www.sylva-bouchard-beier.de

Werke:

Man malt sich doch nicht gern umsonst die Lippen rot
Man malt sich doch nicht gern umsonst die Lippen rot (CD)

Lili Boulanger
* 21.08.1893 in Paris † 15.03.1918
This French composer was born into a musical family. Her mother Raissa Mychtesky was a singer, her father Ernest a composer and her sister Nadia music educator and conductor. In her childhood she learned to play the organ, piano, cello, violin and harp. From 1900 on Boulanger began to compose. Being too self-critical she destroyed her own works. Despite her ill health – she contracted chronic pneumonia at the age of two – she obsessed to win the coveted “Prix de Rome” as her father did. In 1913 at the age of 19, she won it for her cantate Faust et Hélène becoming the first woman composer to win the prize.
Even though she was such a frail person she wrote with solemnity and grandeur, vivid contrasts and technical mastery, especially in her orchestral writings, where the sensitive handling of large choral and orchestral forces continue to compel admiration.

Werke:

La Palmera. Music for Flute and Piano
Christmas Carols by Women Composers Vol. 3

Margaret Brandman
* 19.09.1951
Margaret Brandman is a respected Australian composer, performer and music educator whose career spans 40 years.
Born in 1951, into a musical family Margaret naturally became fascinated by music. From the age of four she studied accordion and piano, taking up guitar and clarinet in her teens. Her music education was extremely broad, covering many styles and influences and supported by formal studies at the Sydney Conservatorium in piano, clarinet, harmony and composition. She graduated from the Conservatorium High School gaining a position as one of the top three music students in the state of New South Wales. Winning a scholarship, she attended the University of Sydney, majoring in composition, gaining her Bachelor of Music and at the same time, acquiring her Teacher of Pianoforte Diploma, and the Associate Performer Degree. In recent years Margaret has been awarded the Fellow in Composition, Fellow in Music Education, and Licentiate in Performance by the Australian Society for Musicology and Composition. She has also been awarded the Diploma of Excellence by the World Piano Teacher’s Association for her DVD presentation ‘The Geometry of the Piano and the Symmetry of the Hands’ which showcases both her compositions and her teaching concepts and was presented in 2011 and 2012 in Serbia. During her career Margaret Brandman has composed a variety of music for a number of genres. Her works range from pieces for various instrumental combinations, including a saxophone quartet and works for string orchestra, to a song cycle and many works for solo piano. Her works have received live performances and have been broadcast on radio. Margaret’s compositions and music education materials are distributed internationally. She has also combined her pedagogical interests with the composition of collections of interesting teaching pieces for piano students. Many of these pieces are set as examination pieces in Australian examination syllabuses. In March 2003 Margaret was selected by the International Biographical Centre of Cambridge, England as ‘International Woman of the Year for services to Music. In 2007 she received a prestigious business award from the Glebe TrueLocal Business awards. In 2012 she received the Australian continent award for Distinguished Intellectual Contributions to the World Forum during which she performed her own compositions at the concert and a gave a lecture on music education for the Arts Symposium.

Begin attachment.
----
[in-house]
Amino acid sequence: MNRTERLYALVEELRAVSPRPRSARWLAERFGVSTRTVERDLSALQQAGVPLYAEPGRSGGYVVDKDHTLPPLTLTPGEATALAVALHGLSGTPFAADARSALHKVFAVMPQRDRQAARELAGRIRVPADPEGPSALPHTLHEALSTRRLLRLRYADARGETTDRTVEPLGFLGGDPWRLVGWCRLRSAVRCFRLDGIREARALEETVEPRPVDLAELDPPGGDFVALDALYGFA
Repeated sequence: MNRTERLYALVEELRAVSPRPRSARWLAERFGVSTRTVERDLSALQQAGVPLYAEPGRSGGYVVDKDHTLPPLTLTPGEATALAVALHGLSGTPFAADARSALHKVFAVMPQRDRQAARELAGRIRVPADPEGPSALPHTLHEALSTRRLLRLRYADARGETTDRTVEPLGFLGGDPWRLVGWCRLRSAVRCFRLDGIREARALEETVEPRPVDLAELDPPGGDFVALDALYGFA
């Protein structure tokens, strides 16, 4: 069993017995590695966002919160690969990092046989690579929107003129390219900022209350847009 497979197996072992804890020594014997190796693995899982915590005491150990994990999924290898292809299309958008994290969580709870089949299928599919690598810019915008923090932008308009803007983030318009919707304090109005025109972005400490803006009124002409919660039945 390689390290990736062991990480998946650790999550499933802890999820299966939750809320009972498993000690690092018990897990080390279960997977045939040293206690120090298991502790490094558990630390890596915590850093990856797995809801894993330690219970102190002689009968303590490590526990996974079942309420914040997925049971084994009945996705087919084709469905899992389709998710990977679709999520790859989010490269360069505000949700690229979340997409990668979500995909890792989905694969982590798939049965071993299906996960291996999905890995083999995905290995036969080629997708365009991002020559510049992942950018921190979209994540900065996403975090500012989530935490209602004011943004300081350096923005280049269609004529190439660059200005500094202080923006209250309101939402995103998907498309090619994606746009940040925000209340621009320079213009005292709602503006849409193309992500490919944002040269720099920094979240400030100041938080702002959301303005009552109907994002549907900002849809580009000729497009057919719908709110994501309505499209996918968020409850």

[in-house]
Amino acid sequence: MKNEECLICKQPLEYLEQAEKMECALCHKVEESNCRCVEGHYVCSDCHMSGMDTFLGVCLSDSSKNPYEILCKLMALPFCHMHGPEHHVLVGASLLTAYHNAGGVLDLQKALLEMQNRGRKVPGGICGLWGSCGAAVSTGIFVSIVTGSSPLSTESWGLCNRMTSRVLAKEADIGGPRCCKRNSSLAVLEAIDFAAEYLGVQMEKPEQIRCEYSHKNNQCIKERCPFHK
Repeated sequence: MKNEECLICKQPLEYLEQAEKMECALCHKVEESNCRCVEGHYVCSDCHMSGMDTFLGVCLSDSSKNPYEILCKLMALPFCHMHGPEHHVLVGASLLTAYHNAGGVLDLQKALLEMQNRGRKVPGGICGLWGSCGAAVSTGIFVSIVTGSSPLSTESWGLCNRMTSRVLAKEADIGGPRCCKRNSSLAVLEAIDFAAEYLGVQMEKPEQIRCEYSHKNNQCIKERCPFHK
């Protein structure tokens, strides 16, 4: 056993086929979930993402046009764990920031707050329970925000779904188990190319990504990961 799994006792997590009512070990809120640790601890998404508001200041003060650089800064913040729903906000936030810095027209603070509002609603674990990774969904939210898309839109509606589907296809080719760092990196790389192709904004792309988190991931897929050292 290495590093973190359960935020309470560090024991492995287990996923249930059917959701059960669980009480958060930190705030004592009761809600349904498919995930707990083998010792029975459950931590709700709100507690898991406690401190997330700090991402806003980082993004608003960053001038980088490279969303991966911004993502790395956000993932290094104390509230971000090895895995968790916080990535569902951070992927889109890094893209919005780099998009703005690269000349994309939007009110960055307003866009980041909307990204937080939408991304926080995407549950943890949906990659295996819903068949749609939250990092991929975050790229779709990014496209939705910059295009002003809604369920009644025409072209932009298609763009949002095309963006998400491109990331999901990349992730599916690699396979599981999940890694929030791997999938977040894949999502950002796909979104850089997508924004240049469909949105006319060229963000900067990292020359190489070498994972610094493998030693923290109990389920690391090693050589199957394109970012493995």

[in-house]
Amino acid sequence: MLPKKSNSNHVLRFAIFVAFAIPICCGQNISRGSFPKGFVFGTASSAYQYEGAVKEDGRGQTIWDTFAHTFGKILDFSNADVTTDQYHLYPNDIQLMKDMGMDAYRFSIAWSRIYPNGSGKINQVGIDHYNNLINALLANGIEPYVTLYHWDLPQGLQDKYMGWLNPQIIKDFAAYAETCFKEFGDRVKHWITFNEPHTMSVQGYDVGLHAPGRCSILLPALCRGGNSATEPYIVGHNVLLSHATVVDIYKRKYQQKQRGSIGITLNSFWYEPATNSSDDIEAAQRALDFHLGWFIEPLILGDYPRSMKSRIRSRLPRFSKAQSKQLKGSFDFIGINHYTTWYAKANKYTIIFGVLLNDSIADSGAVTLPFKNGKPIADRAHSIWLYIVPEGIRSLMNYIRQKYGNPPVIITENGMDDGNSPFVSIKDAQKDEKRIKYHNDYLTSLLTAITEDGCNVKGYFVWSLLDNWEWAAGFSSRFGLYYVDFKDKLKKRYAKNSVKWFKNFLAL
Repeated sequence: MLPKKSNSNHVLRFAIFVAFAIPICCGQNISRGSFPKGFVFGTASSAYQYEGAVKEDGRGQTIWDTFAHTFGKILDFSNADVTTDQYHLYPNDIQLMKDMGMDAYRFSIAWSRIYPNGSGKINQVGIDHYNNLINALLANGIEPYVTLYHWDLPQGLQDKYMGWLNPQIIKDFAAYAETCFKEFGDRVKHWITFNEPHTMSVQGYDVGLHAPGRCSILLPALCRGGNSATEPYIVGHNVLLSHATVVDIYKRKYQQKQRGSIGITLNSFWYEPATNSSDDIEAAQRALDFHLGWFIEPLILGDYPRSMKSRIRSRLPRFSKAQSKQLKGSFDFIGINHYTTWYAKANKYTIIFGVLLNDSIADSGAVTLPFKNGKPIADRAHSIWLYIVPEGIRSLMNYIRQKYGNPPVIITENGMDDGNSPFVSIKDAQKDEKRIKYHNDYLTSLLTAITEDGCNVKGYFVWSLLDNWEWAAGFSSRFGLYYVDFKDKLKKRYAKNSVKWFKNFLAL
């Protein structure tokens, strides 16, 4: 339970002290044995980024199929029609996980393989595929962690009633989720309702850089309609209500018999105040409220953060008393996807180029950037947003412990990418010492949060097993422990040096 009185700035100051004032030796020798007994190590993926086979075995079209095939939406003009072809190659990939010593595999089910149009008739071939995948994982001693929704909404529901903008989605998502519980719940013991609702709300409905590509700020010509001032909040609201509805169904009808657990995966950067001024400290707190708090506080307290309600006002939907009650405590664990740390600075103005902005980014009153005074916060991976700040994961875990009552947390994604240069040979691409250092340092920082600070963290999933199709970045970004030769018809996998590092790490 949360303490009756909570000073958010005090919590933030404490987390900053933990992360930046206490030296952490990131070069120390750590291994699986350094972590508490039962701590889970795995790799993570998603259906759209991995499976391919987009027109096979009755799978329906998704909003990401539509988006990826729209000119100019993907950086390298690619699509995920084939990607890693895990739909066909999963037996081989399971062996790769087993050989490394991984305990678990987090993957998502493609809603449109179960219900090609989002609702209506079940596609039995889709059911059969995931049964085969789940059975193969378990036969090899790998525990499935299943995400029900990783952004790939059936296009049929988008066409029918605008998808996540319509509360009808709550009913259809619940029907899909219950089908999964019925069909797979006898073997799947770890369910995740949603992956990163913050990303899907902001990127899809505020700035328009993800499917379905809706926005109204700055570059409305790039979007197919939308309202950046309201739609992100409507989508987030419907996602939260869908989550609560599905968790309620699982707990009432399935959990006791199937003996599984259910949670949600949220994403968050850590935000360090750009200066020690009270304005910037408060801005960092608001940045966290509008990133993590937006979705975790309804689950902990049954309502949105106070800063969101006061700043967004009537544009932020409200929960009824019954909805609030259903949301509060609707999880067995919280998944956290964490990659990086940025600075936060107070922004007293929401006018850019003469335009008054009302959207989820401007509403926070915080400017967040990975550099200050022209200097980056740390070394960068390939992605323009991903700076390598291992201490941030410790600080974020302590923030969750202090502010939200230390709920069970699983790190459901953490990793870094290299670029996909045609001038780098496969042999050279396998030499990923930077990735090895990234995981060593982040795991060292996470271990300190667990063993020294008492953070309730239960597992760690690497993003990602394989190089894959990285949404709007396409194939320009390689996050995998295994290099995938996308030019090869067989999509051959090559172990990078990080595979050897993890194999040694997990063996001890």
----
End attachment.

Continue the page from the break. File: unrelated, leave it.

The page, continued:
More information about Margaret Brandman

Werke:

Warm Winds in Havana for Saxophone Quartet (parts)
Autumn Rhapsody
Lyric Fantasy
Reflections for piano
Sonorities
The Optimum Number (score and parts)
The Optimum Number (score)
The Optimum Number (Stimmen)
Three Sketches - a Dissertation on ‘D’
Undulations
Warm Winds in Havana for Saxophone Quartet (score and parts)
Warm Winds in Havana for Saxophone Quartet (score)
When spirits soar


Regine Brunke
* 21.09.1964 in Kassel
Regine Brunke, born in 1964, is a composer and cellist and lives in Kassel.